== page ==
Jute, known as the golden fiber, is the worldâ€™s second most important natural fiber after cotton, due to its eco-friendly nature, affordability and versatility. The demand for jute fiber as biodegradable alternatives to synthetic materials is sought for a range of purposes which is increasing worldwide.
Researchers of University of HawaiÊ»i at MÄnoa based in the Advanced Studies in Genomics, Proteomics and Bioinformatics (ASGPB) were part of a Bangladesh-led effort that sequenced and analyzed the genomes of two species of jute, a fiber crop primarily grown in India and Bangladesh.
The project was initiated by the late Professor Maqsudul Alam of the Department of Microbiology, and garnered the support of Bangladeshâ€™s prime minister and agriculture minister.
Researchers in the Basic and Applied Research on Jute Project in the Bangladesh Jute Research Institute are functionally characterizing the genomes and working to develop new jute varieties that will also enhance productivity in the industry.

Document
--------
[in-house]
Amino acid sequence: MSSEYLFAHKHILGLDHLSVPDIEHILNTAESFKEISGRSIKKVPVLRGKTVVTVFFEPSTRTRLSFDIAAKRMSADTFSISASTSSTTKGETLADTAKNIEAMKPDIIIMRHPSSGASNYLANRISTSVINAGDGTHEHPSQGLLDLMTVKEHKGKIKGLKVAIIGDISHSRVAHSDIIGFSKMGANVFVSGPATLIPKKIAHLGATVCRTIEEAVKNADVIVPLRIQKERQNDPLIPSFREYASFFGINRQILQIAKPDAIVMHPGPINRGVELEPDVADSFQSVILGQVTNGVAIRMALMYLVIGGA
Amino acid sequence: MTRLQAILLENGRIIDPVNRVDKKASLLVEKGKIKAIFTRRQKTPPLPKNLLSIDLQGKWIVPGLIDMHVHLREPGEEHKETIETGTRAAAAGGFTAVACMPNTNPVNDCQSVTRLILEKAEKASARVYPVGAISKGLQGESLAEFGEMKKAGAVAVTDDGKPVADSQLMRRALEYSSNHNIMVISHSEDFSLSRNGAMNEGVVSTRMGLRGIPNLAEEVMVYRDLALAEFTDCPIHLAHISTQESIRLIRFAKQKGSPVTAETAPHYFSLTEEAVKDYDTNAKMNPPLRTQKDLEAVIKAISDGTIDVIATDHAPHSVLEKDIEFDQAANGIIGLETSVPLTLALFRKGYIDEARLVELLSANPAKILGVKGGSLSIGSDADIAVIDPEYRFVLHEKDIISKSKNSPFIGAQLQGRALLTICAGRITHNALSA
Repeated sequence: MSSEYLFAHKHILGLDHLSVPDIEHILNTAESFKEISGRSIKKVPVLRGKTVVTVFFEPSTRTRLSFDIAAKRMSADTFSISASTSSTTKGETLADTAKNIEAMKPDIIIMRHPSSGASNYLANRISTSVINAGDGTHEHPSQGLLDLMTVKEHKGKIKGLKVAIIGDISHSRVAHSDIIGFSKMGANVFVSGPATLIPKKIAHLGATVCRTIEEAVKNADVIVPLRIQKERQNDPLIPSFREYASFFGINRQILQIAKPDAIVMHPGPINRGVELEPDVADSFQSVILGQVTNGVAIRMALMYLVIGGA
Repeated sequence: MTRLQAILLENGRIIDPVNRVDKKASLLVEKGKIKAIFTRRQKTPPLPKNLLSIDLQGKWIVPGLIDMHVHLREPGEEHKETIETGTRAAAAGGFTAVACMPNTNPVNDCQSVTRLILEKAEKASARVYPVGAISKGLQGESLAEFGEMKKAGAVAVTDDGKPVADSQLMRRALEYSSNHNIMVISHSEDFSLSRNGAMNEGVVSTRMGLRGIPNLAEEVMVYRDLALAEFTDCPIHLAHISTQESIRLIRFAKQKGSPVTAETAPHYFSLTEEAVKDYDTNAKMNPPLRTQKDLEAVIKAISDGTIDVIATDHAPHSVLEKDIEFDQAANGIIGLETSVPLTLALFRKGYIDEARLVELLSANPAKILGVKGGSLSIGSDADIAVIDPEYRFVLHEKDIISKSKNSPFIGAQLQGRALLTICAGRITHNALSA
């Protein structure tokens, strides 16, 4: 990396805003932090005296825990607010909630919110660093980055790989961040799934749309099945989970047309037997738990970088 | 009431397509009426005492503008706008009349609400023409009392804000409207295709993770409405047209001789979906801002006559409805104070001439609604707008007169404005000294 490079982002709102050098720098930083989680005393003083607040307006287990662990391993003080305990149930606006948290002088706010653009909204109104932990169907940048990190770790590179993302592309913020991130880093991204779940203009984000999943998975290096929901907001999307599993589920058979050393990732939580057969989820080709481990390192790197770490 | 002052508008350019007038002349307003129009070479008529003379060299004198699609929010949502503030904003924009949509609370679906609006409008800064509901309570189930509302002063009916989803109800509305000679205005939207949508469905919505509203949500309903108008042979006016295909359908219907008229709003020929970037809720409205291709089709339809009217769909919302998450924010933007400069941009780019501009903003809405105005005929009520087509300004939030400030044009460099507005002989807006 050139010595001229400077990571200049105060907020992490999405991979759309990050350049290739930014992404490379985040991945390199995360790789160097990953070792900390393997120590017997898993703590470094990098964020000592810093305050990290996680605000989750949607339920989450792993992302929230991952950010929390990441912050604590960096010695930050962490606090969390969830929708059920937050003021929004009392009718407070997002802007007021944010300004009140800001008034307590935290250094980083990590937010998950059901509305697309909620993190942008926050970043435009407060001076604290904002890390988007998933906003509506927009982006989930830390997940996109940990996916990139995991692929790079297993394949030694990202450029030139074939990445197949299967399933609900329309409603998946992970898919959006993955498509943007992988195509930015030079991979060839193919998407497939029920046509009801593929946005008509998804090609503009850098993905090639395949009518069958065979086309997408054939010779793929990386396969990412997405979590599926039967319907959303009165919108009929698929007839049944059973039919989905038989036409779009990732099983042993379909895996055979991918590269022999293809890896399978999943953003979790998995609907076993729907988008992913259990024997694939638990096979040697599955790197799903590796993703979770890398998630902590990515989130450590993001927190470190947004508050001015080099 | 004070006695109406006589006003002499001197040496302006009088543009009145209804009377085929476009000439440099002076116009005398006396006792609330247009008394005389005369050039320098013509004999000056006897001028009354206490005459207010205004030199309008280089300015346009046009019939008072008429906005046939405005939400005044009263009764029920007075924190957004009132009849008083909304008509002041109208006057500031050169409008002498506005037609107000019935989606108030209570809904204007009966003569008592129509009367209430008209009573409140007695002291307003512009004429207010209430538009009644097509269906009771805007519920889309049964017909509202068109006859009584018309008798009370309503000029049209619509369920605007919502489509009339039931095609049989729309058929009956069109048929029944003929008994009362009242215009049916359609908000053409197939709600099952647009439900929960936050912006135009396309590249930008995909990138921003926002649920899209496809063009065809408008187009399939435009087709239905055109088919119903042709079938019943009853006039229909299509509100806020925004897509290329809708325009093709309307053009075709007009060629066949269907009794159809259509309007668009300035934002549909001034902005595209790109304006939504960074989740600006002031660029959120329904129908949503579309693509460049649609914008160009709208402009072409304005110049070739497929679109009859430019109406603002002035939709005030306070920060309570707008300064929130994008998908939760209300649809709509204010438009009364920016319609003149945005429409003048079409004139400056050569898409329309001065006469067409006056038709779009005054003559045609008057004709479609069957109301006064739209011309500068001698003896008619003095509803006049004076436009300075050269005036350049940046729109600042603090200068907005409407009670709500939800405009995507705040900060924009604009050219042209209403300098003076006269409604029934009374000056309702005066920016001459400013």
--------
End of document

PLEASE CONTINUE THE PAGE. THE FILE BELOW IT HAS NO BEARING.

The >400 Mbp genome sequences of both cultivated species, Corchorus olitorius and Corchorus capsularis, will be used in work to improve the plantsâ€™ traits, such as fiber quality, yield, disease resistance and salinity tolerance.
Gene expression analysis has provided insight into the molecular basis of fiber formation. Comparison of the genomes is helping identify the genes that control morphological and physiological differences between the two species.
A weekly report covering market and price information on the entire chain of polyester along with online access to daily polyester chain prices.
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One-time reports that are issued annually cover the demand and supply trends in the individual country's natural and manmade fiber/filament industries.
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